John Doerr: Salvation (and profit) in GreenTech

This was a talk given in 2007. His catch phrase in the talk is “…but I’m afraid it’s not enough.” At the end of this talk, John Doerr was in tears. I wonder what he’s feeling and saying now when things are looking so much worse for the climate.


Been reading this 2012 article about “Why the Clean Tech Boom Went Bust.” It’s about the USA clean tech boom in particular.

No surprises then than fracking, lower gas prices and fossil fuel industry opposition are involved.

“….Perhaps the biggest force working against … clean energy in general is this: Because natural gas has gotten so cheap, there is no longer a financial incentive to go with renewables. Technical advances in natural gas extraction from shale—including the controversial practice of hydraulic fracturing, or fracking—have opened up reserves so massive that the US has surpassed Russia as the world’s largest natural gas supplier.

The price of natural gas peaked at nearly $13 per thousand cubic feet in 2008. It now stands at around $3. A decade ago, shale gas accounted for less than 2 percent of America’s natural gas supply; it is now approaching one-third, and industry officials predict that the total reserves will last a century. Because 24 percent of electricity comes from power plants that run on natural gas, that has helped keep costs down to just 10 cents per kilowatt-hour—and from a source that creates only half the CO2 pollution of coal. Put all that together and you’ve undone some of the financial models that say it makes sense to shift to wind and solar. And in a time of economic uncertainty, the relatively modest carbon footprint of natural gas gets close enough on the environmental front for a lot of people to feel just fine turning up the air-conditioning.”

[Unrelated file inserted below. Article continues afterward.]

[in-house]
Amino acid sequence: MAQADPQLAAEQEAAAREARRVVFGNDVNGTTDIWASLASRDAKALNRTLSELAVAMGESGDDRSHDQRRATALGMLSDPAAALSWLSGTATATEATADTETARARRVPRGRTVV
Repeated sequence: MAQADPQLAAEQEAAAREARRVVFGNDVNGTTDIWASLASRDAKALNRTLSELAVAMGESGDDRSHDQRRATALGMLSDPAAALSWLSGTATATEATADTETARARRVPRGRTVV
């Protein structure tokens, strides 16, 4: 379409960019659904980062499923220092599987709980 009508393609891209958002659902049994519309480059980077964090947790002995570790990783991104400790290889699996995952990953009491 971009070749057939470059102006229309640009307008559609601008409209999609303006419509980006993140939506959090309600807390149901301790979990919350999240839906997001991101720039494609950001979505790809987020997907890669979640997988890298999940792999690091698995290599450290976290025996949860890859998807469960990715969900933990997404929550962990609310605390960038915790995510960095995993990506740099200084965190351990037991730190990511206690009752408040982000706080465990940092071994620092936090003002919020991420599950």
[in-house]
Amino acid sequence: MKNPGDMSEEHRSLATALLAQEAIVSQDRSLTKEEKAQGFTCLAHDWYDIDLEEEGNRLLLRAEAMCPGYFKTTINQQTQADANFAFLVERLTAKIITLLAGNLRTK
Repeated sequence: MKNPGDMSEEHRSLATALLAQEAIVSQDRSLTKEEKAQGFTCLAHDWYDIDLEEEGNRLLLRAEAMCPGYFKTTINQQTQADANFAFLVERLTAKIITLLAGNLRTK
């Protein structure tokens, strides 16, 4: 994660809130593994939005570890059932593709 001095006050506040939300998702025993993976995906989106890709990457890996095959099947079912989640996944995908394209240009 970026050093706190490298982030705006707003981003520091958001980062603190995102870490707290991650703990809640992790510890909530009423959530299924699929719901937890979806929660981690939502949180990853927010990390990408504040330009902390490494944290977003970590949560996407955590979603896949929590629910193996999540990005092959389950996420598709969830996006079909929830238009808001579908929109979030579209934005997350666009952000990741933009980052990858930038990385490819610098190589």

Being undercut by Chinese low prices for solar echnology  is also involved in undermining the clean tech industries. But the positive effect of that is to have helped solar panel installation companies and make solar installations cheap and immediately profitable.

But maybe the biggest threat is the vested interests of the fossil fuel companies. US is not alone now in chopping the subsidies to clean energy sources whilst maintining those to the old dirty ones. UK is doing the same.

Despite the fact that renewable energy received only a quarter of the subsidies that fossil-fuel-based electricity received between 2002 and 2007, it’s wind and solar that are on the chopping block.

Even solar’s biggest allies on Capitol Hill—people like Edward J. Markey, a top Democrat on the House Energy and Commerce Committee—fear the industry’s oil and gas foes may have gotten the upper hand now that the clean-tech bubble has burst. “We are not Panglossian about what lies ahead,” Markey says. “The fossil fuel industry and its allies in Congress clearly see the solar and wind industries as a threat and will try to kill these industries as they have for the preceding two generations. They want this to be a five-year aberrational period.”

In other words, John Doerr may once again have a good reason to shed a tear.



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